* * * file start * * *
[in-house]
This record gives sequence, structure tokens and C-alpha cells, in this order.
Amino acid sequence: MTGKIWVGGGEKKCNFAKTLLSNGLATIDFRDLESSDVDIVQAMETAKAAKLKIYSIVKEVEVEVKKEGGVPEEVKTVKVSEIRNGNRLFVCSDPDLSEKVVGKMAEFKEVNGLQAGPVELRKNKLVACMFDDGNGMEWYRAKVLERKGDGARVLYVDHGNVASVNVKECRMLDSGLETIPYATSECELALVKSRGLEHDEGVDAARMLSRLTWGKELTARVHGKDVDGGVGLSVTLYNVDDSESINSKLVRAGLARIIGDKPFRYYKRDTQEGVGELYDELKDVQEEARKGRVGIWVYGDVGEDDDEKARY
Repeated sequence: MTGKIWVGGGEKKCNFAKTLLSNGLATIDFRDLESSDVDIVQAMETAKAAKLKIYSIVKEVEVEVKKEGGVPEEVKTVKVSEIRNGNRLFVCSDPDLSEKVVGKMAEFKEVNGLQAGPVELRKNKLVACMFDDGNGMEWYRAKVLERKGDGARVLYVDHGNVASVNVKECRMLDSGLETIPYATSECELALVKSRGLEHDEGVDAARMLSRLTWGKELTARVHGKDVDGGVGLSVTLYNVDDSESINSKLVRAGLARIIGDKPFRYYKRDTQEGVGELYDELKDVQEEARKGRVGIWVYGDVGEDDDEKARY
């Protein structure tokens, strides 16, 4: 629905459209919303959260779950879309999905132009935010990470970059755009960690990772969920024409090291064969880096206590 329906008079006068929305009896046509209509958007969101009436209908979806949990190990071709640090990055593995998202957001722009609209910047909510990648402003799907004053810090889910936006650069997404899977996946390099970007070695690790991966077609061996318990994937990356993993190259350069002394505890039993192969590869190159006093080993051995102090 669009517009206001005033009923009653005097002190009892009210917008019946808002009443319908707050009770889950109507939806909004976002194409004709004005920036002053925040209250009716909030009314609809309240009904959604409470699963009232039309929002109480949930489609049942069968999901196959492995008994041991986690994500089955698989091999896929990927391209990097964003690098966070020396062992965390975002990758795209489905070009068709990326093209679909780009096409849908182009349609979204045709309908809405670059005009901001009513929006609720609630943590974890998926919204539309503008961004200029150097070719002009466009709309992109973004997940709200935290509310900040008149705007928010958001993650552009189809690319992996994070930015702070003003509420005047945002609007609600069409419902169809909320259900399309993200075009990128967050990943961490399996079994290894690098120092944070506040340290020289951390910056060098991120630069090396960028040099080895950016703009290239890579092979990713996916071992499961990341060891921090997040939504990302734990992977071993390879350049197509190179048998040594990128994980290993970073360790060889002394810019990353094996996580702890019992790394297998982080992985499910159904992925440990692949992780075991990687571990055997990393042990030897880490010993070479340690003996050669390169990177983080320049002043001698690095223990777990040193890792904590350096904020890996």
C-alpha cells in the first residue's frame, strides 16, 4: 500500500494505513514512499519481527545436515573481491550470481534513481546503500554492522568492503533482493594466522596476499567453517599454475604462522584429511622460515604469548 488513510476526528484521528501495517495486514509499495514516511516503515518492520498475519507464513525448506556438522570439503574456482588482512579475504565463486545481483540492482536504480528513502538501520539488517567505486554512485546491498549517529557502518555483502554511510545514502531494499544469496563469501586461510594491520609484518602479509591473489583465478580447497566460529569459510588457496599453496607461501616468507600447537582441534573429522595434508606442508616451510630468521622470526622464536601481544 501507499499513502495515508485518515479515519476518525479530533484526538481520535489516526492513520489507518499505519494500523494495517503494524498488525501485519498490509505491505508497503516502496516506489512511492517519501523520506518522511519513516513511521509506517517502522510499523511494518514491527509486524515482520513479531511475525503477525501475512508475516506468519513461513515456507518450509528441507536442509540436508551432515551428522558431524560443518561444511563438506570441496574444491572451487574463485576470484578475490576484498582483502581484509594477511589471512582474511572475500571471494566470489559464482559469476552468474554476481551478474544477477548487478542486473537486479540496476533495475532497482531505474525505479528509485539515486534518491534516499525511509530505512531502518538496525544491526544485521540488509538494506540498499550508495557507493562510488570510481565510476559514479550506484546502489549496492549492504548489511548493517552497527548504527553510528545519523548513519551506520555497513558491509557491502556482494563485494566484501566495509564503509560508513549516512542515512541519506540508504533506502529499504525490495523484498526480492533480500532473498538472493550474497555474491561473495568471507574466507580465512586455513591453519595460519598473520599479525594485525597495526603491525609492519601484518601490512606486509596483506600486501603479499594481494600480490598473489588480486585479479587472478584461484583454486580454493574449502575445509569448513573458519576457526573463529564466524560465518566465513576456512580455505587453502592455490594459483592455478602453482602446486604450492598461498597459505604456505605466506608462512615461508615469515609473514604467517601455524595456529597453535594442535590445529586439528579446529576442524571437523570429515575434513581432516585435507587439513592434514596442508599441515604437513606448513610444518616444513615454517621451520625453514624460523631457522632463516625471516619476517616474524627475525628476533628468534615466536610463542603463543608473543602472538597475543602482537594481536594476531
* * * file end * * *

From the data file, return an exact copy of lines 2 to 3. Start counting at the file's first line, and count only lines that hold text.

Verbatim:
This record gives sequence, structure tokens and C-alpha cells, in this order.
Amino acid sequence: MTGKIWVGGGEKKCNFAKTLLSNGLATIDFRDLESSDVDIVQAMETAKAAKLKIYSIVKEVEVEVKKEGGVPEEVKTVKVSEIRNGNRLFVCSDPDLSEKVVGKMAEFKEVNGLQAGPVELRKNKLVACMFDDGNGMEWYRAKVLERKGDGARVLYVDHGNVASVNVKECRMLDSGLETIPYATSECELALVKSRGLEHDEGVDAARMLSRLTWGKELTARVHGKDVDGGVGLSVTLYNVDDSESINSKLVRAGLARIIGDKPFRYYKRDTQEGVGELYDELKDVQEEARKGRVGIWVYGDVGEDDDEKARY